An Open Letter to Breast Cancer

My mom was only in her early thirties when breast cancer reached our family. I was four years old, the youngest of three siblings. To say that I fully understood what was going on when she was diagnosed would be a lie. Even still, the effects of watching my mom fight through a disease that affects thousands of women has never served as a greater motivation than now.

I vividly remember extended family members always stopping by my house, checking in on how my mom was doing. At first it seemed like more frequent play time with my younger cousins, but I soon began to realize it was much more than that. I watched my mom’s appearance grow weaker. She was thinner, losing hair and this young, full-of-life woman appeared tired, something that I hadn’t seen at that point in my life from her.


I may not have known what cancer was at the time, but the word itself can pull your heart out of your chest. At the time, having breast cancer in your early thirties was uncommon, which spiked fear in my family. About 1 in 8 women will develop breast cancer throughout her life and more than 3 million women today have a history of breast cancer ( I watched my mom ache, fight and try to be there for her kids before she ever gave up on her fight.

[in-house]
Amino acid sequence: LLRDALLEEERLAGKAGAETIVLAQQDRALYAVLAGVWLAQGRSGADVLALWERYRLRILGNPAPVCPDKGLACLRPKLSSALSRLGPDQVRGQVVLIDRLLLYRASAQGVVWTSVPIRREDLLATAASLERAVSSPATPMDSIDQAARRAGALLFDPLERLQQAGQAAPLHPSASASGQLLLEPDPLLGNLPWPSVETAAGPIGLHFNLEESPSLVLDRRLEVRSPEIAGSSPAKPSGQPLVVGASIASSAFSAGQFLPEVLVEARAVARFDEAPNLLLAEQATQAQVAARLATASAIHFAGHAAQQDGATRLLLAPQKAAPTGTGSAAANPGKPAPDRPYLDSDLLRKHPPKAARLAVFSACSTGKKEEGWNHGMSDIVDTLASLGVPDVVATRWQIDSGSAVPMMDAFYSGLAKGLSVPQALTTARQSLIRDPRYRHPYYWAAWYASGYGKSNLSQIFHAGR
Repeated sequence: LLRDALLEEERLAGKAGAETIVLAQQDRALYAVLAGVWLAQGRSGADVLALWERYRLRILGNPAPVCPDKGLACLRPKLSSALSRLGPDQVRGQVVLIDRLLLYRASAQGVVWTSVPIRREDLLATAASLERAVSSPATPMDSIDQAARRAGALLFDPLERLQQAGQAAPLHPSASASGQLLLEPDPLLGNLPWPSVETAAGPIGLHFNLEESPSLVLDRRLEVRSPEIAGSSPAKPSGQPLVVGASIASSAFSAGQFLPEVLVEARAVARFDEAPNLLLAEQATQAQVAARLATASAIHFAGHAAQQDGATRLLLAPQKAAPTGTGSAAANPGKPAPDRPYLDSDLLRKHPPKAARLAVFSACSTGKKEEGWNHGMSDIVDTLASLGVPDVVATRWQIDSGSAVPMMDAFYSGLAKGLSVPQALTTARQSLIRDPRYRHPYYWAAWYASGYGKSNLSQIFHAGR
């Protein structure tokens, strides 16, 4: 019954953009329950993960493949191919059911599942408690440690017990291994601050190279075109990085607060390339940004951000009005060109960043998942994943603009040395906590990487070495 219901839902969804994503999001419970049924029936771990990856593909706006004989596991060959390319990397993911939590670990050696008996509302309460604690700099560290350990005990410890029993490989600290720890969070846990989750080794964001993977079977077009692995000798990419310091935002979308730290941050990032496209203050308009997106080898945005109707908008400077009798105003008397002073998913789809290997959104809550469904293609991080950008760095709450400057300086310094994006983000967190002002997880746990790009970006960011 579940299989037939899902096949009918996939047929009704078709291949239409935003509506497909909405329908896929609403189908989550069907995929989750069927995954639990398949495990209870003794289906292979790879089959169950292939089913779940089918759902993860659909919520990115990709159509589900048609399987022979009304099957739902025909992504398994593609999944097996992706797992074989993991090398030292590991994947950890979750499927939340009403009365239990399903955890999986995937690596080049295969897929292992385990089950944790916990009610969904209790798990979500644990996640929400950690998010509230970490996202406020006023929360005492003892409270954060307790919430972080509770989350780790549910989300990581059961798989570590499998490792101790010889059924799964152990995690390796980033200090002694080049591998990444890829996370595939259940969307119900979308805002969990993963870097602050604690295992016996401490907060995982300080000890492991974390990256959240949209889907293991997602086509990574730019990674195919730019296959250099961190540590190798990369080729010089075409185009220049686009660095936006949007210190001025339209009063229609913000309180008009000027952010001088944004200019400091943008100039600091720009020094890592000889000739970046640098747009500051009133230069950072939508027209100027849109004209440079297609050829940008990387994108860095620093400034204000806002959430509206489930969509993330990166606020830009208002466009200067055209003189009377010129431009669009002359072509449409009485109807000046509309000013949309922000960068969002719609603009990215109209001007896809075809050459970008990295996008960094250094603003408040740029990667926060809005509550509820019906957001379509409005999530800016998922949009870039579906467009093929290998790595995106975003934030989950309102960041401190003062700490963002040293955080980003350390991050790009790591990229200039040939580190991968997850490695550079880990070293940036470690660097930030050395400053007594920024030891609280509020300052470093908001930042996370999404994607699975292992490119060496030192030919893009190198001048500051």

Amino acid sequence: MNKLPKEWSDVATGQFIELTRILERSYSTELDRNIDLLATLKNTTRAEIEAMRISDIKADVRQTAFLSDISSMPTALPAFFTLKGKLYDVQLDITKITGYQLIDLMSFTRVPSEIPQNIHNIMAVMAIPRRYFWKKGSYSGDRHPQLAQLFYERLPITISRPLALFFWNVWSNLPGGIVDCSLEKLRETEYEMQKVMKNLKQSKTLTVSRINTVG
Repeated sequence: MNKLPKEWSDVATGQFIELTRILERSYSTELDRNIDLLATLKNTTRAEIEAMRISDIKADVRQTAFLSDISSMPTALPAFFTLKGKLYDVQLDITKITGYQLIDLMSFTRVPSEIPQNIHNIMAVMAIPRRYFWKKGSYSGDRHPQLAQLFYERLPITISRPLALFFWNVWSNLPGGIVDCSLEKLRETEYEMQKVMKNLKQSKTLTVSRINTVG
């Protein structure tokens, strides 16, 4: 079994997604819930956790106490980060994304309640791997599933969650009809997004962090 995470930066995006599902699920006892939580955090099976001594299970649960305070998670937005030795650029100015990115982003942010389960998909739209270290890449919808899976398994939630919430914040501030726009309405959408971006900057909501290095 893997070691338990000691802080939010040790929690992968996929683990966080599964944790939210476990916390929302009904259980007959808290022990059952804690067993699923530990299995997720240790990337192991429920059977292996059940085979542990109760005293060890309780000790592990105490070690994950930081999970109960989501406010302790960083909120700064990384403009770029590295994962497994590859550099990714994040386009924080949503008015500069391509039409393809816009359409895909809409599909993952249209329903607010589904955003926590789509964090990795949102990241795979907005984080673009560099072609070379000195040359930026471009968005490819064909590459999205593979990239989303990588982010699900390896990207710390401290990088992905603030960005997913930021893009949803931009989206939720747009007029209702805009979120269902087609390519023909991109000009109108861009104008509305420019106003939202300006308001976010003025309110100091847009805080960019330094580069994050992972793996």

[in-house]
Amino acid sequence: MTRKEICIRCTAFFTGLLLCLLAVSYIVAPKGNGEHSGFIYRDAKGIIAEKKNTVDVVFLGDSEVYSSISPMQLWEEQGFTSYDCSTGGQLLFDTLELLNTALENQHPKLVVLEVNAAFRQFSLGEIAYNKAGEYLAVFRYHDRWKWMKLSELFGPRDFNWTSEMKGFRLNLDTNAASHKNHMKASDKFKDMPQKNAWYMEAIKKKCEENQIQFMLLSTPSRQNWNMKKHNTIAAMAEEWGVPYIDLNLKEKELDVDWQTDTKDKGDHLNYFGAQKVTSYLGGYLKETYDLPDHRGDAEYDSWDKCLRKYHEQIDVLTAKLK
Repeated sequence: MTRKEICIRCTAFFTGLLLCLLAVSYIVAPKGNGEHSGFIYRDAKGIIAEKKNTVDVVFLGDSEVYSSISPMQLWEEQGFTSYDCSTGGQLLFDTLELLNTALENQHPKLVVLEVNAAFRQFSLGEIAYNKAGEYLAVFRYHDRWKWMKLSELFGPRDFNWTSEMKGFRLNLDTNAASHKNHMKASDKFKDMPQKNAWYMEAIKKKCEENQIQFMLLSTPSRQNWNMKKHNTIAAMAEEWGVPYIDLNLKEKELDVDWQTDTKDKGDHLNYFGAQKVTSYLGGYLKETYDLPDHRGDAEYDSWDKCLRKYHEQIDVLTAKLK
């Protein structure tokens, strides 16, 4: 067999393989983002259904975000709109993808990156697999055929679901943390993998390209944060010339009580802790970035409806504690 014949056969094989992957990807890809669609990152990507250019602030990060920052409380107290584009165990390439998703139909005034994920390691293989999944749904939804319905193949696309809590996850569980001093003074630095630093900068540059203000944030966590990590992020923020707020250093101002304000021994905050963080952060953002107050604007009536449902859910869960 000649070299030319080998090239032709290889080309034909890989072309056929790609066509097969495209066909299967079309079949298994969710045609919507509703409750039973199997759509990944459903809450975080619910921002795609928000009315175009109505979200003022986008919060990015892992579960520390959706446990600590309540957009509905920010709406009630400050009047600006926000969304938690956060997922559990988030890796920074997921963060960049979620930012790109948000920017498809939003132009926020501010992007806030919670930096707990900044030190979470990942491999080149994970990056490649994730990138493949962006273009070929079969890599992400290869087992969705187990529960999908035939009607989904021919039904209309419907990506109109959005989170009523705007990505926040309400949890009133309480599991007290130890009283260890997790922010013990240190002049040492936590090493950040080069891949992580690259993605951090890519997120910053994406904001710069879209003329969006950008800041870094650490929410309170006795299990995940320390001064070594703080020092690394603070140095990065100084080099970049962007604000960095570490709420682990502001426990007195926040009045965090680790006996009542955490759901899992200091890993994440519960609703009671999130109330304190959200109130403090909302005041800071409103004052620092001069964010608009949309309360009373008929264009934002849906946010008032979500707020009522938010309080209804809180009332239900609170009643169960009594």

Cancer takes so many people away each year and it’s frightening to think that there was a possibility that I could have lost my mom at such a young age. Although violent, horrible and painful, cancer has sparked an eternal closeness in my family. The constant hospital visits and the smell of medicine still linger in my mind. However, because of this early fear of losing my mom, I am fearless.


Today, I am proud to say my mom is a fighter and a survivor and has been cancer-free for over ten years. Breast cancer, this is one battle you couldn’t beat. Thank you for strengthening my family.

From the daughter of a breast cancer survivor, I urge you all to be aware of the symptoms of the disease and get regular check-ups. There’s a long battle ahead before a  cure for breast cancer is found, but by continuing to be aware, by providing support for loved ones and by performing self-exams, you can make a difference. Don’t let the end of October stop your awareness.


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